Groundbreaking bioengineering and 3D printing technology at Griffith is creating hope for sufferers of Scapholunate Interosseous Ligament (SLIL) injury, the most common of wrist ligament injuries.
SLIL injuries cause dislocation of scaphoid and lunate bones and can be career-ending for an athlete and result in long-term disability for others.
Typically, SLIL injuries are surgically treated, but have poor prognosis, with patients developing functional limitations and severe hand/wrist osteoarthritis, which impairs long-term health and imposes substantial economic burden.
Many Australians suffer a SLIL injury each year due simply to an active, outdoors lifestyle. Meanwhile, the traditional reconstruction technique involves surgical procedures which can typically result in losing up to a third of wrist functionality and strength.
However, Gold Coast Health and Griffith’s Professor Randy Bindra and Professor David Lloyd from Gold Coast Orthopaedic Research, Engineering and Education Alliance (GCORE), in conjunction with colleagues from Orthocell and the Universities of Queensland and Western Australia, are pioneering a technique to design a personalised replacement bone/ligament construct using latest 3D bio-printing technology.
With the research announced by the Hon. Greg Hunt, Minister for Health and supported by $891,500funding from BioMedTech Horizons, the Gold Coast team and colleagues are using a novel strategy with a personalised bone-ligament-bone graft using 3D printed biocompatible scaffolds.
“The ligament portion of the scaffold will be seeded with tendon cells from Orthocell, a successful Australian regenerative medicine company, and then thebone-ligament-boneconstruct will be matured in a bioreactor, where the cells will lay tendon along the scaffold.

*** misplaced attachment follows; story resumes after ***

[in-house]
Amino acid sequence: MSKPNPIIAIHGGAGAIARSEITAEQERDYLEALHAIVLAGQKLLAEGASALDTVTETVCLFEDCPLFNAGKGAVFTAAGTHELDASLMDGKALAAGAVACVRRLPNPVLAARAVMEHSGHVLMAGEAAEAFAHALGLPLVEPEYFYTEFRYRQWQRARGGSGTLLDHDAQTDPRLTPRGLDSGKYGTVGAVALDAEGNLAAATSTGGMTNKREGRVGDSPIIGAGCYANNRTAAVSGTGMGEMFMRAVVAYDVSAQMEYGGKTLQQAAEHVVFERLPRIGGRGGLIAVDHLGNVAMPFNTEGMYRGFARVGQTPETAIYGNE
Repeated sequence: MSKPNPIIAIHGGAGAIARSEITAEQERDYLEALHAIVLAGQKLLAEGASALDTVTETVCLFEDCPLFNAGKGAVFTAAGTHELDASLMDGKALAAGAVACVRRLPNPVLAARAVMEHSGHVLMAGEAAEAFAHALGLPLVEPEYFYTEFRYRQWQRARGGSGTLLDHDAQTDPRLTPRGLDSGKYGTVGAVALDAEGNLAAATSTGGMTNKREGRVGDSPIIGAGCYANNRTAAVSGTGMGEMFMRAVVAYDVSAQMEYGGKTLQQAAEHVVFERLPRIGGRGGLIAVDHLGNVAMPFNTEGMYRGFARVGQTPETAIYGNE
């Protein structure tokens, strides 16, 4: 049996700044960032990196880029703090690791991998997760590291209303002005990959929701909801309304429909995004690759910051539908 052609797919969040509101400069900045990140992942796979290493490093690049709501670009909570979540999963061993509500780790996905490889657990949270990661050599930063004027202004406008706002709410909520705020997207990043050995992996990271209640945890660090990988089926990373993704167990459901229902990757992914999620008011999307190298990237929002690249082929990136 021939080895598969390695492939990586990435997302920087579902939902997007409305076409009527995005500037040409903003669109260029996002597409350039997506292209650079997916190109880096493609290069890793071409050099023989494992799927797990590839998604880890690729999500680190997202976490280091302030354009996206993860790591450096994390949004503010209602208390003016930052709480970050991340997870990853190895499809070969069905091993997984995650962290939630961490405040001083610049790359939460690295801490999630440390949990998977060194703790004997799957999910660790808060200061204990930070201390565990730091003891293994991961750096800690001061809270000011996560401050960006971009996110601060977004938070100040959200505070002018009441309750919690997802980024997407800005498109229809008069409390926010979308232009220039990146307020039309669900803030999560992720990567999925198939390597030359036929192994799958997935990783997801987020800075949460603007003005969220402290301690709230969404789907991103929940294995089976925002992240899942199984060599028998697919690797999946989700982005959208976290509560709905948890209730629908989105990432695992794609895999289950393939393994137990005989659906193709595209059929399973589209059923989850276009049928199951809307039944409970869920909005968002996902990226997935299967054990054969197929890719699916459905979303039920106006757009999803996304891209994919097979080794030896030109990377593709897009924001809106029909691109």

“The personalised matured construct will then be model tested in conditions that replicate a wrist in operation, with the work tested in Griffith’s Six degrees-of-freedom Robotic Testing Machine,” says Professor Bindra, who has a conjoint appointment with Gold Coast Health.
“Developing an ‘off-the-shelf’ ligament replacement with a scaffold that replicates bone and ligament will be a game-changer in sports medicine and will provide a novel alternative not only for the treatment of SLIL wrist injuries, but also other joints, while reducing the current side effects experienced by patients undergoing reconstructive surgery.”
Already having been trialled in successful animal studies, Professor Bindra says he expects the research to expand into human clinical trials within the next three years.
“So far we have seen some very encouraging results, the implications of which could have some significant benefits for SLIL patients and also knee injuries such as anterior cruciate ligament (ACL) in the future.
“The funding from BioMedTech Horizons will give our group at GCORE the ability to develop this cutting-edge technology right here in Australia.”
Minister for Health, the Hon Greg Hunt MP, said: “The Turnbull Government is committed to improving the health services for all Australians and will continue to invest in better treatment, care and medical research.
“Our researchers are innovators and this investment will speed up the journey from idea to reality. These technologies have the potential to create better health outcomes for Australians, while driving investment and strengthening our economy. All Australians benefit from investment in health and medical research.”